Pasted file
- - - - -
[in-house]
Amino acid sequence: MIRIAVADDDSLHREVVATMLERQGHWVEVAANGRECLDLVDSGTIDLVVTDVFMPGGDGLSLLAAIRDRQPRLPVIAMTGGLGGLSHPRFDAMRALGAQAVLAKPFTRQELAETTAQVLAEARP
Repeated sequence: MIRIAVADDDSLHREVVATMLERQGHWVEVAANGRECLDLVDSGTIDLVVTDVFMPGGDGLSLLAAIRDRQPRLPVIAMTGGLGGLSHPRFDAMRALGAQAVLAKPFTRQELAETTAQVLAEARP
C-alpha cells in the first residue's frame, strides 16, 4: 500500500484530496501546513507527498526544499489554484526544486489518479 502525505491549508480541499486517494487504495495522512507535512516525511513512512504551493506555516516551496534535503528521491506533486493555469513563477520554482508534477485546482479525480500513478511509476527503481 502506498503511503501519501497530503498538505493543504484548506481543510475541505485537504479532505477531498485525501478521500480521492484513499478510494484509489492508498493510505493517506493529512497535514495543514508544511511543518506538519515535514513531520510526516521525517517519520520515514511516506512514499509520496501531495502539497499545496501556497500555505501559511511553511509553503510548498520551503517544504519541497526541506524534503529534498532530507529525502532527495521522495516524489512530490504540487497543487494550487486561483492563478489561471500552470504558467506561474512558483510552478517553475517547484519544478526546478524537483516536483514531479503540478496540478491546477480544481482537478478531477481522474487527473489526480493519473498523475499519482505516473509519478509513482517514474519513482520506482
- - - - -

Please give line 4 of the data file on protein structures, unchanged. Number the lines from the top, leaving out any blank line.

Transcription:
C-alpha cells in the first residue's frame, strides 16, 4: 500500500484530496501546513507527498526544499489554484526544486489518479 502525505491549508480541499486517494487504495495522512507535512516525511513512512504551493506555516516551496534535503528521491506533486493555469513563477520554482508534477485546482479525480500513478511509476527503481 502506498503511503501519501497530503498538505493543504484548506481543510475541505485537504479532505477531498485525501478521500480521492484513499478510494484509489492508498493510505493517506493529512497535514495543514508544511511543518506538519515535514513531520510526516521525517517519520520515514511516506512514499509520496501531495502539497499545496501556497500555505501559511511553511509553503510548498520551503517544504519541497526541506524534503529534498532530507529525502532527495521522495516524489512530490504540487497543487494550487486561483492563478489561471500552470504558467506561474512558483510552478517553475517547484519544478526546478524537483516536483514531479503540478496540478491546477480544481482537478478531477481522474487527473489526480493519473498523475499519482505516473509519478509513482517514474519513482520506482